2012 New History
P. O. Box 1-44, Nankang, Taipei 11529, Taiwan, R. O. C.
02-2782-9555 # 226

At the Margins of Society? Single Women and Their Wills in Late
Medieval London

Tze-yan Jessie Woo

Department of History, The Chinese University of Hong Kong

There has been an ongoing debate on the status of medieval women in England. The “pessimistic view” sees that the life cycle of women was limited to the household and that women were governed by the head of the household, such as their fathers and husbands. Women were attached to their husbands after marriage and were unable to gain an independent economic and social status in the society. However, some historians did not jump to this conclusion and took a more optimistic view, arguing that medieval women actually lived in a “Golden Age,” because women could control their own financial status and maintain their own businesses after the death of their husbands. However, both arguments only concerned how women gained or lost social status by examining their marriage status. It is indeed the case that marriage was the social norm for women in medieval England, but it is still necessary to exam the position of unmarried women. This research uses the wills of single women in London through the period 1450-1570 to reconsider their status and shed the light on their social circles, and concludes that single women were definitely not marginal members of society.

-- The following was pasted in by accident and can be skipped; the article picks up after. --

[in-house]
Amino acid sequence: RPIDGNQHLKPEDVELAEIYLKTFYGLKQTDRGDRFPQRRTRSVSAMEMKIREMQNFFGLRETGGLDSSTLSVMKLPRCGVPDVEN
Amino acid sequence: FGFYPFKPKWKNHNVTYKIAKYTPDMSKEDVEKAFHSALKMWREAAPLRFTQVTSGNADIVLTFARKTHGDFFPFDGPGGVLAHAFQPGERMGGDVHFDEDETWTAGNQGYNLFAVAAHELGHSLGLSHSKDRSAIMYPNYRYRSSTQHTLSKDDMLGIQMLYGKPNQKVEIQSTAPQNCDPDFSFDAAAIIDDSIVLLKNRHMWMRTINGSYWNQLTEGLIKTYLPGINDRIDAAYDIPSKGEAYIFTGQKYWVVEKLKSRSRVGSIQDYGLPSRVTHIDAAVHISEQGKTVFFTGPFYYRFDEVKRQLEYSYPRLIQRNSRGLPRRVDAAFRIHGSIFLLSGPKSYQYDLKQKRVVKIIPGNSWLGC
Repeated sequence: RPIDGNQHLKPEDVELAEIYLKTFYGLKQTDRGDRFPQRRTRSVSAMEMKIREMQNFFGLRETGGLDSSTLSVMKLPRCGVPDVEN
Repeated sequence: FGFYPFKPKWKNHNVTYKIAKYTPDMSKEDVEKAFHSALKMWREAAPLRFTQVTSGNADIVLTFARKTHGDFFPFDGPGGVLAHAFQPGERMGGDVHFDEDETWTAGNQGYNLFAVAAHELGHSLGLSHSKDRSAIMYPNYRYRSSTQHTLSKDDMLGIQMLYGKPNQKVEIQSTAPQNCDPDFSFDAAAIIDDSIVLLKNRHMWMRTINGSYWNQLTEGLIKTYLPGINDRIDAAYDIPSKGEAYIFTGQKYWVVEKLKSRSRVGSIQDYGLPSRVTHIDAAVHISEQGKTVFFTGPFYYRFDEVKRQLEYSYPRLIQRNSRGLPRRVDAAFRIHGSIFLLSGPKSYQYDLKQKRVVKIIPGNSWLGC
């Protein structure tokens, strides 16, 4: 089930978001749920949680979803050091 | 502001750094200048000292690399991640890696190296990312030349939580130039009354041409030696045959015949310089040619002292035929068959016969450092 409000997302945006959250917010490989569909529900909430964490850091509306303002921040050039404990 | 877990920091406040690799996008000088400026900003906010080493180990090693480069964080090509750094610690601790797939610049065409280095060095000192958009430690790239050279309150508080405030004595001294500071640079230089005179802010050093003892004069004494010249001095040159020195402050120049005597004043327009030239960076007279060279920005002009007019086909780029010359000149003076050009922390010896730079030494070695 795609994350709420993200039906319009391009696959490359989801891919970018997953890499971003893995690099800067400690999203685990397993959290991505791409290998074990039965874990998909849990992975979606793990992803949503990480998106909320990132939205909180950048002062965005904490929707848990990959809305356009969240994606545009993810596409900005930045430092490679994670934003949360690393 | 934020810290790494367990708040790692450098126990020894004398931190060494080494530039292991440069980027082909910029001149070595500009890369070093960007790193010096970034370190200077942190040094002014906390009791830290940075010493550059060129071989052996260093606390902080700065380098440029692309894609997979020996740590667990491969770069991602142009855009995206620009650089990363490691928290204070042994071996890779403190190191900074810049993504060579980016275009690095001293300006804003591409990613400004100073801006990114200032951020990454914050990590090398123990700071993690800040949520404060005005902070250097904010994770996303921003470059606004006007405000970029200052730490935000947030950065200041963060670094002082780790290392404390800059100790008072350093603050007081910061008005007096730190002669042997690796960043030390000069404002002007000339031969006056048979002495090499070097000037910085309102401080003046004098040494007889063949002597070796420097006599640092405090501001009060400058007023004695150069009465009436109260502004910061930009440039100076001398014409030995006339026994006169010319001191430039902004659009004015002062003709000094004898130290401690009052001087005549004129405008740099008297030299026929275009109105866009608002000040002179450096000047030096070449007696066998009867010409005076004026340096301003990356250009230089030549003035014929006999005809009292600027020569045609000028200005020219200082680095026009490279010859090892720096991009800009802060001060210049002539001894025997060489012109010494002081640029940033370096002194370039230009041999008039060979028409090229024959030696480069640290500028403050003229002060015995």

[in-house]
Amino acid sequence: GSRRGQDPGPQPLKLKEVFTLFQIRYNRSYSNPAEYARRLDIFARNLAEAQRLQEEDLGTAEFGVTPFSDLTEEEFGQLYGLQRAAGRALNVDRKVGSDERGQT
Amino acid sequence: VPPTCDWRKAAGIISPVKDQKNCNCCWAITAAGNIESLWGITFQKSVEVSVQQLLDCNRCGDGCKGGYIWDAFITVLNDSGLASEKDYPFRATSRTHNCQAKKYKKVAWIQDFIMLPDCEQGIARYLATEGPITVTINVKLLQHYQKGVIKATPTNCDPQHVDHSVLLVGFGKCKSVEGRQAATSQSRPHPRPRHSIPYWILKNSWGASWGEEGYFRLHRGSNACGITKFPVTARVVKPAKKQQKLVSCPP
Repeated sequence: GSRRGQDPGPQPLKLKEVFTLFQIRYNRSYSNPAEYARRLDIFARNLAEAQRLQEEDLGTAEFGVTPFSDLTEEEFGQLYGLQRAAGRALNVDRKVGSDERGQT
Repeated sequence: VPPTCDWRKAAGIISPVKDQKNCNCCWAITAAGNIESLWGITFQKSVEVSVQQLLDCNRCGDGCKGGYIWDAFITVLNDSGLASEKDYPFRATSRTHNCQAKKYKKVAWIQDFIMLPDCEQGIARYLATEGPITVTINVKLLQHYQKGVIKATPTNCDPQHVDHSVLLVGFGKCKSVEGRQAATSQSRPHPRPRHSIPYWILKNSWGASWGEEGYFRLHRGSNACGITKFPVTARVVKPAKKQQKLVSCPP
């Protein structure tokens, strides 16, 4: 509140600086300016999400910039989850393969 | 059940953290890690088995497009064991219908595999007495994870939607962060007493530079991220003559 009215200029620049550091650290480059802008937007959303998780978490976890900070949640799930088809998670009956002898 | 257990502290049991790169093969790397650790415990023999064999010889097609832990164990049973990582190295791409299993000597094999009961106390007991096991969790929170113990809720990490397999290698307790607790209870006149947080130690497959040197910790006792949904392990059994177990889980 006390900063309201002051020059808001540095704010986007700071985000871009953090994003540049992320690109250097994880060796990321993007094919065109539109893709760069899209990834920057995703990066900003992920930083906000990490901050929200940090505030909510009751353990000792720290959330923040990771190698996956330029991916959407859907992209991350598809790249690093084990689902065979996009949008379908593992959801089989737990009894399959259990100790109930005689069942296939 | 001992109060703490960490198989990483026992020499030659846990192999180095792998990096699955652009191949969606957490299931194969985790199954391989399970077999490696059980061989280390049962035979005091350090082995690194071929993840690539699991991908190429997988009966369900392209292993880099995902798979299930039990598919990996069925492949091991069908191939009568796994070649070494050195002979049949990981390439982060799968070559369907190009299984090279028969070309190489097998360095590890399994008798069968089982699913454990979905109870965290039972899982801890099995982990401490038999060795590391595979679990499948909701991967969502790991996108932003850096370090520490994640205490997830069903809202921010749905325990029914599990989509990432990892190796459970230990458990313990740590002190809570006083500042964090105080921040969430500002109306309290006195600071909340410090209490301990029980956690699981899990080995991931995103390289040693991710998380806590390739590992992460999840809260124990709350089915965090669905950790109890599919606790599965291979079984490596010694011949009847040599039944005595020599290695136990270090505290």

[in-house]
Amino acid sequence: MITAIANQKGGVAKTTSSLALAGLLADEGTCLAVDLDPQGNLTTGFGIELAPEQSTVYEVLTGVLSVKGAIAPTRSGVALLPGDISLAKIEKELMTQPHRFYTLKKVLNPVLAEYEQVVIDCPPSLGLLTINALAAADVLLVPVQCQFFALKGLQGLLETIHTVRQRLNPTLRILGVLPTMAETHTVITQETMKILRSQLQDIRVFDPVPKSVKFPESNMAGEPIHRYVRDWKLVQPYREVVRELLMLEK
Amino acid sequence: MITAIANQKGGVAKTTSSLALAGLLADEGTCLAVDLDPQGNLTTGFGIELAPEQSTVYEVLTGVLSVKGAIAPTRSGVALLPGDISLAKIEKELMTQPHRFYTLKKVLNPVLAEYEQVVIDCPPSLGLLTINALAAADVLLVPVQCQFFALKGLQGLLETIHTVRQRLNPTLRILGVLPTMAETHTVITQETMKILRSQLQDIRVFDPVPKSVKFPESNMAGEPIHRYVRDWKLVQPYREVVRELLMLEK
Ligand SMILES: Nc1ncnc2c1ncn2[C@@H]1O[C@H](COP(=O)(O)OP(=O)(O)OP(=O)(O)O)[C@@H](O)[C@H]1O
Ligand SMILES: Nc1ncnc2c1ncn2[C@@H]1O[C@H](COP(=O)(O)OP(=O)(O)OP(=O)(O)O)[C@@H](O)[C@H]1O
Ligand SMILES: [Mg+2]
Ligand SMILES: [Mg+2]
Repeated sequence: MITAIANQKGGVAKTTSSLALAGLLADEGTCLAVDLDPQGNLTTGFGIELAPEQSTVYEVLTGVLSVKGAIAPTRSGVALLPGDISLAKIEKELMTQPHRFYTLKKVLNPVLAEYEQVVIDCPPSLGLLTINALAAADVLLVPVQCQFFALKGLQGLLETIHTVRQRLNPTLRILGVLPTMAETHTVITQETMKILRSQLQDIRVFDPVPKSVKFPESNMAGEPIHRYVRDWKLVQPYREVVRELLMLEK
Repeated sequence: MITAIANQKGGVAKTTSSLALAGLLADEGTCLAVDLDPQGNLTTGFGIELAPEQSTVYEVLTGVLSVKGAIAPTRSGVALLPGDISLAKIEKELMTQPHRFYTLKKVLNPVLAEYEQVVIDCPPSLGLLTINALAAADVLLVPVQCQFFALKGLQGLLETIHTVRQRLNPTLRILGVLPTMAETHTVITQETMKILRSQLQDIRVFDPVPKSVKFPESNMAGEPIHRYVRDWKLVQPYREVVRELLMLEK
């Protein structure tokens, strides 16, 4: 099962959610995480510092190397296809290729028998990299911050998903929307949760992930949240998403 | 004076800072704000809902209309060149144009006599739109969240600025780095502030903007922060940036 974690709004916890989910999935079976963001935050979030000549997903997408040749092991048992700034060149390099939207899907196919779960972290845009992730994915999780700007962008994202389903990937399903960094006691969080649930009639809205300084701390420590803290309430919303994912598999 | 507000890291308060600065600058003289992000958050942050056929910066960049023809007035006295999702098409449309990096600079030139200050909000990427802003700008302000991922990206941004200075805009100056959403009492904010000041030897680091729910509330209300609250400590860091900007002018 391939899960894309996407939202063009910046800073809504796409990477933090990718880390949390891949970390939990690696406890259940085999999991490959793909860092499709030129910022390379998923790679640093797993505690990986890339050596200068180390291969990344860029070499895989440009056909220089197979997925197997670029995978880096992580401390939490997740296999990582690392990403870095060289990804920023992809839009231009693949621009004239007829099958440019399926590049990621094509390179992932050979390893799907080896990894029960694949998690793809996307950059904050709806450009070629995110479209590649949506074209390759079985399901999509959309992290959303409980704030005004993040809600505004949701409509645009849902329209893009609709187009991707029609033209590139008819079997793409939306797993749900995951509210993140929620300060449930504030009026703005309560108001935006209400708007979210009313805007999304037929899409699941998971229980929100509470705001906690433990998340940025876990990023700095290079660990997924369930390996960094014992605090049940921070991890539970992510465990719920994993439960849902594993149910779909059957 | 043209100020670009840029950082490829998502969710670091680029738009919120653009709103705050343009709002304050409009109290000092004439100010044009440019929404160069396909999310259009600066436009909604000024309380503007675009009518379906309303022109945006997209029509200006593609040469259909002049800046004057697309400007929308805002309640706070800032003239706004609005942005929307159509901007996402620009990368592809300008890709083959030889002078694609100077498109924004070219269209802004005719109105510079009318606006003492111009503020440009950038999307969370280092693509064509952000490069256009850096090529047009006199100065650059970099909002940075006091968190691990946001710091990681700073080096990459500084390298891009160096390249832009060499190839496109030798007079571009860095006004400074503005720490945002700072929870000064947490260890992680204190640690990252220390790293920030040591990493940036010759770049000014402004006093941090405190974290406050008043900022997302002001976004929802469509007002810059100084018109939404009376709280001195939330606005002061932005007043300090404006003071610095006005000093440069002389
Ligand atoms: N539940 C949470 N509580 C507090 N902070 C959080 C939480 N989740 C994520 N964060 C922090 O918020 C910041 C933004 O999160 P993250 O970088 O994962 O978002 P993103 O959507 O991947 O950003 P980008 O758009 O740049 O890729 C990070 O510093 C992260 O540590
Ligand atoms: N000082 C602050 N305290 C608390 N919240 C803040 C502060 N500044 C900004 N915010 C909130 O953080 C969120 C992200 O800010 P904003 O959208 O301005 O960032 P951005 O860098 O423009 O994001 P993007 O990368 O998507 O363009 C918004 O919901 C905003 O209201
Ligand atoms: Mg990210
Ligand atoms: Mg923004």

Keywords: England, women, London, wills, late medieval, unmarried